» By Phillip Swanson
On Thursday, Jan. 30, the Tennessee Senate voted to approve a bill that would allow grocery and convenience stores to stock shelves with wine.
The subject had been debated for nearly a decade as it was frequently stalled by liquor and package store owners, and now Tennessee counties will be able to decide on a local level if they want to allow wine to be sold in grocery stores.
The movement is still not quite out of legislation yet. The bill must go back through the House of Representatives to be approved and then be sent to Governor Haslam’s desk for final approval.
If the bill continues as planned, Tennesseans will be able to vote on the bill as early as November. This does not mean wine will be available immediately, however. Grocery and convenience stores will still have to wait until 2016 in order to give liquor stores time to adapt to the changing market.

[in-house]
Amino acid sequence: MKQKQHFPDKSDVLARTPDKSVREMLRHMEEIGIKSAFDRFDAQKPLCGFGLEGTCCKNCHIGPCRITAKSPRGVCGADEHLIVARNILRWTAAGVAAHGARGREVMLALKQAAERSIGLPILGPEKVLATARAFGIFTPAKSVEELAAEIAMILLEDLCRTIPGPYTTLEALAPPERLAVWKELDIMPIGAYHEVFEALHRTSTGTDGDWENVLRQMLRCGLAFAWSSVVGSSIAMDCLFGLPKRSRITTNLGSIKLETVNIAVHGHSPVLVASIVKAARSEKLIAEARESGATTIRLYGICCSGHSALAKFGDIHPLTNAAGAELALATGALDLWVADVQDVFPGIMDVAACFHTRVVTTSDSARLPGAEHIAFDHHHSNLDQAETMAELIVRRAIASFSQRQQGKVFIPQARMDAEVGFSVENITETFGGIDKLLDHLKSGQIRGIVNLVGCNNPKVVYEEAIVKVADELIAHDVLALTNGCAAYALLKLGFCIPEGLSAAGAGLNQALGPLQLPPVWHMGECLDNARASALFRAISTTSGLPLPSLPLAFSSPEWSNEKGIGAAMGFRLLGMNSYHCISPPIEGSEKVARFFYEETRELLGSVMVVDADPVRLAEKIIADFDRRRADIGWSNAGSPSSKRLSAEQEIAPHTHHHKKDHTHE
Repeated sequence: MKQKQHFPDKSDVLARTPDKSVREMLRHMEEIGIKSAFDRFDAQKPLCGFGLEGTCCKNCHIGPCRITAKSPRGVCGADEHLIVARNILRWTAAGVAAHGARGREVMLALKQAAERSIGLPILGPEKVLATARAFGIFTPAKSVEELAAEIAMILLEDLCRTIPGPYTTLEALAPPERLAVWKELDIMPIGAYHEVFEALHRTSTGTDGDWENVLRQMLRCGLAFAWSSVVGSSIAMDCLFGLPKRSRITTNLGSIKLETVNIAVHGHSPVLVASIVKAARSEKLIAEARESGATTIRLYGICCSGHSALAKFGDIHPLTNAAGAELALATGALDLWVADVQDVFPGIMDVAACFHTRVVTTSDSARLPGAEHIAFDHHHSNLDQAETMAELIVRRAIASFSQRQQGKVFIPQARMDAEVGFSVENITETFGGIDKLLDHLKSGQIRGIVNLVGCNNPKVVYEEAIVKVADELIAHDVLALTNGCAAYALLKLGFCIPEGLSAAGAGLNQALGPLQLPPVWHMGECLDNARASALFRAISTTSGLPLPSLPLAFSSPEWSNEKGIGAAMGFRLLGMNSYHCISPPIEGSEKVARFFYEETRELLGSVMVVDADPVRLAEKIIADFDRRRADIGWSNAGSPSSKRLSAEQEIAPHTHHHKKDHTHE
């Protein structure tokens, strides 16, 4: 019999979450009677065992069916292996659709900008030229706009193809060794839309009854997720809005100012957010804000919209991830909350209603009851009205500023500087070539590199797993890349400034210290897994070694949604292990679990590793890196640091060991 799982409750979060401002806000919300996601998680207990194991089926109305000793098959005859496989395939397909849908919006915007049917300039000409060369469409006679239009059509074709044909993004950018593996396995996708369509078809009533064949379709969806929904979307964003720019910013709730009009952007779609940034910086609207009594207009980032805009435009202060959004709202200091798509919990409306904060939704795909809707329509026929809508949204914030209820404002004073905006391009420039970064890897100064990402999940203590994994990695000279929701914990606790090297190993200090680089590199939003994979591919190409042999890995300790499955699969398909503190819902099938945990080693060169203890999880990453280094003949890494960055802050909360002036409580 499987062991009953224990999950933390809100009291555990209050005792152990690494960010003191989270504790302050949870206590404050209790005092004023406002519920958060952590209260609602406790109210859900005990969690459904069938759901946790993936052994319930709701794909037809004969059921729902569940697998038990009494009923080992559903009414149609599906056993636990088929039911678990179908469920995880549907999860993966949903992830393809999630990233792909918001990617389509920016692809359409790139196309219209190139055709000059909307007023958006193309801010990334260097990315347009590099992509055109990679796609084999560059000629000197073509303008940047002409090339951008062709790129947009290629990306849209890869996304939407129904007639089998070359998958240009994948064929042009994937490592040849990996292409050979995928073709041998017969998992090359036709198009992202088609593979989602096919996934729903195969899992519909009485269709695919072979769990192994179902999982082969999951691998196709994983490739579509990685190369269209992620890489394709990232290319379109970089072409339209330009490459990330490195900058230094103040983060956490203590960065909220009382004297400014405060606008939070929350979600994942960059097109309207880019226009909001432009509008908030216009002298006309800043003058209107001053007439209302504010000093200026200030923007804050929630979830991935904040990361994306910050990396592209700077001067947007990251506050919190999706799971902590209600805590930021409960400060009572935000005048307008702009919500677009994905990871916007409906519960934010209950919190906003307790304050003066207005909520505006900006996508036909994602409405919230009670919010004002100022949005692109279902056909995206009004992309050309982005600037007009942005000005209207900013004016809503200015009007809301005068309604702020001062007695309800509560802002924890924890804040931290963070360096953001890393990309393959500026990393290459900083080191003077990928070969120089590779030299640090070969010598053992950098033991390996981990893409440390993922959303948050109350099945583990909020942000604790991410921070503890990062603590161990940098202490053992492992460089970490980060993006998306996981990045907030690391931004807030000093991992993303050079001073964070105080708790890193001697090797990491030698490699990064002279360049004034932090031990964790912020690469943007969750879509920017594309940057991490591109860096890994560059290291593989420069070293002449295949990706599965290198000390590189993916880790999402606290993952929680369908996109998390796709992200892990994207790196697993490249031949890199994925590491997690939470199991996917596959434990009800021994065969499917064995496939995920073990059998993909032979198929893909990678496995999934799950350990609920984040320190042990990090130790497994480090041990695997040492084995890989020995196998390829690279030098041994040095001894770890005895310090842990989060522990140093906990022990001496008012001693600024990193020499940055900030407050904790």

Jonathan Beasley, a full-time, temporary English professor at APSU, said he does not understand why it has taken so long for wine sales to be allowed. “It doesn’t make sense,” Beasley said. “Most states sell wine in grocery stores already. It will be interesting to see how it affects liquor stores.”
The bill has many parts. According to Bradley George of Nashville Public Radio’s “Morning Edition,” in order for the store to actually sell wine, it would have to be at least 1,200 square feet, require a 20 percent markup on all wine, prohibit Sunday wine sales, and prohibit selling wine with higher than 6.3 percent alcohol content.
Also, if the grocery store or convenience store is within 500 feet of an existing liquor store, it would have to get permission from the owner before selling wine.
Megan Adams, a junior majoring in psychology, said she believes the bill affects more than just liquor stores. “If you can put wine in other stores, it adds competition and will drive prices down,” Adams said.
“I’m all for it because it also saves on gas,” Adams said. “If I can do all my shopping in one place, I don’t have to go to other places.” TAS